(2) Limited-fly-zone: you should get permission from Ministry of National Defense or related autorities to take a shoot in this area. (Just flying without taking photos is allowed without permission in this area)
You can get NFZ/LFZ area information from

Commercial flying:
– Must be Certified by AESA Spanish Aerial Security Agency, as a drone company for commercials .
– You need to have a pilot licence,
– insurance on your drone,
– paper about your activity signed and certified by the Public Agency AESA.
Recreational flying:
– Max. 120 m altitude
– Max 500 mts distance
– Do not fly over urban areas, beaches, public parks, celebrations, concerts at open aereas or crowds of people.
– Do not fly at night
– Do not fly in controlled airspace
– Stay 15 km away from closed airports

NON-residents flying commercially:
– Submit form (Appendix A.1, art. 50.3 “Prior Communication and Responsible statement” found in link below
– provide proof that you are a qualified UAV pilot (passed “European Air Safety Agency” course or similar or a pilots license
– submit liability insurance
– documentation just be send by post min. 5 days before flight
– Only fly LOS and follow rules above
– require permission from landowners and local junta

Sri Lanka

Maximum altitude above ground level: 120 m (400 ft).
A safe distance from people, animals and property at least 50 m shall be established which does not belong to the flight (Applies 1B. At 1A, the area must be “sufficiently large so that nobody gets hurt”).
Maintain Line-of-Sight throughout the flight.
Flight in controlled airspace, traffic information zone (TIZ) and traffic information area (TIA) may only be carried out with the permission of and under the conditions provided by air traffic management for the current airspace.
For the dissemination of aerial photos , and similar records from aircraft over Swedish territory requires authorization from the Armed Forces (6 § of the Act ( 1993: 1742) on the protection of landscape information. Authorisation shall be granted if the spread can take place without the likely harm to the Swedish total defense.
Category 1A: Unmanned aircraft with a maximum take off weight of less than or equal to 1.5 kg, which develops a maximum kinetic energy of 150 J and is flown only within sight of the pilot.
Category 1B: Unmanned aircraft with a maximum takeoff weight of more than 1.5 kg but less than or equal to 7 kg, which develops a maximum kinetic energy exceeding 1000 J, and operated exclusively within view of the pilot.  

Where you may or may not fly drones in Sweden:










United Arab Emirates UK

You cannot fly closer than 50m of any person, building, structure, vessel or vechicle unless they in under the direct control of the pilot. This can be reduced to 30 meters for take-off and landing.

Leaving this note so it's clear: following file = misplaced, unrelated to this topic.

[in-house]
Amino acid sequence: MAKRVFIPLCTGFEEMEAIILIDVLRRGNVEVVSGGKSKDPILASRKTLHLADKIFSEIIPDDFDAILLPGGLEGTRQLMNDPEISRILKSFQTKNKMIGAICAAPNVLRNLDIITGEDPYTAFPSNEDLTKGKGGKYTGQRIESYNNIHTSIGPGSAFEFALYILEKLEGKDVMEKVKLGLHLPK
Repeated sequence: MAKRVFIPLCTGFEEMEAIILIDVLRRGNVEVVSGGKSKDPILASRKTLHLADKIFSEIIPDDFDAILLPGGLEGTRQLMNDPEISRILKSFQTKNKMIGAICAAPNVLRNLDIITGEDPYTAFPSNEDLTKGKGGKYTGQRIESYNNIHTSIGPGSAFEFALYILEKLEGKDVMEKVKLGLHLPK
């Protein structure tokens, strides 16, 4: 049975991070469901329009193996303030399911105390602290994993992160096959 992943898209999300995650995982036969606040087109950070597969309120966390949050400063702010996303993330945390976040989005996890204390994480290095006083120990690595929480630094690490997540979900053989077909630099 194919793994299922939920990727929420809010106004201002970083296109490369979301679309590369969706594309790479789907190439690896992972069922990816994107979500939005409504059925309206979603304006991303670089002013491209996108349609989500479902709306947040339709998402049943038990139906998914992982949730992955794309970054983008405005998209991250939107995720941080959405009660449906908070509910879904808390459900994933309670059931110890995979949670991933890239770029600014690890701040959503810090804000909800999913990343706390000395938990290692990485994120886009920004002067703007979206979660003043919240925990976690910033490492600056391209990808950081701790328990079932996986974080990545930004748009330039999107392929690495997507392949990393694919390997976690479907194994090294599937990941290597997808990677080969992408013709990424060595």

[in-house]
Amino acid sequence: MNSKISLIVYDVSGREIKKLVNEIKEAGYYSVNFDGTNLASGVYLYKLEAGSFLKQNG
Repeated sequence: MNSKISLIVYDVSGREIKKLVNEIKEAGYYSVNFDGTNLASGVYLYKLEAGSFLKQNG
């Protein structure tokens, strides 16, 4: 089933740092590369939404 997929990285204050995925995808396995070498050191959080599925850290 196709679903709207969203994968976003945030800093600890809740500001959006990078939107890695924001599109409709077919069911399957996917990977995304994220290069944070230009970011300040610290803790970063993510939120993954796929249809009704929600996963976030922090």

Where there is an open air assembly of 1000 people or more you cannot fly within 150m of that assembly.

You cannot fly futher than 500m away whilst maintainng direct un-aided visual sight of the aircraft at all times. To clarify, the aircraft cannot just be a dot in the sky, the pilot must be able to see which way the aircraft is facing and travelling.

Not to fly above 400ft (121m) AGL if the aircraft is 7KG or more. There is no height restriction under 7KG but you must adhere to the previous rule for line of sight. Therefore the larger the aircraft the higher you can go, but we highly do not recommend it.

When the aircracft is 3.5KG or less and flying FPV you cannot exceed 1000ft (304m). You must also have a spotter next to you who can clearly see the aircraft as per the above rules on your behalf so they can directly communicate with you.

Recommendations, not LAW:
Recommended not to fly above 400ft regardless of the weight category of your sUAS.
Recommended not to fly at night unless a daytime inspection has been carried out on the same day for hazards.

Link: Notes from CAA regarding UAV’s – Download PDF here.

General rules:
– Fly below 400 feet and remain clear of surrounding obstacles
– Keep the aircraft within visual line of sight at all times
– Remain well clear of and do not interfere with manned aircraft operations
– Don’t fly within 5 miles of an airport unless you contact the airport and control tower before flying
– Don’t fly near people or stadiums
– Don’t fly an aircraft that weighs more than 55 lbs
– Don’t be careless or reckless with your unmanned aircraft – you could be fined for endangering people or other aircraft.

Individuals who fly within the scope of these parameters do not require permission to operate their UAS; any flight outside these parameters (including any non-hobby, non-recreational operation) requires FAA authorization.

For example, using a UAS to take photos for your personal use is recreational; using the same device to take photographs or videos for compensation or sale to another individual would be considered a non-recreational operation.

Section 336 of Public Law 112-95 (the FAA Modernization and Reform Act of 2012)
FAA authorization











Please leave rules for your country in the comments here – and we will add them to the site.
Your comments here will not be visible on your Facebook wall or elsewhere on Facebook and your comments are solely used to update the rules on this pages. NOTE: Facebook comments may not work on mobile devices.





Disclaimer: can not be held responsible for the rules listed here. Please remember it is always the responsibility of the drone operator to make sure the rules and regulations are followed.


About Author

Comments are closed.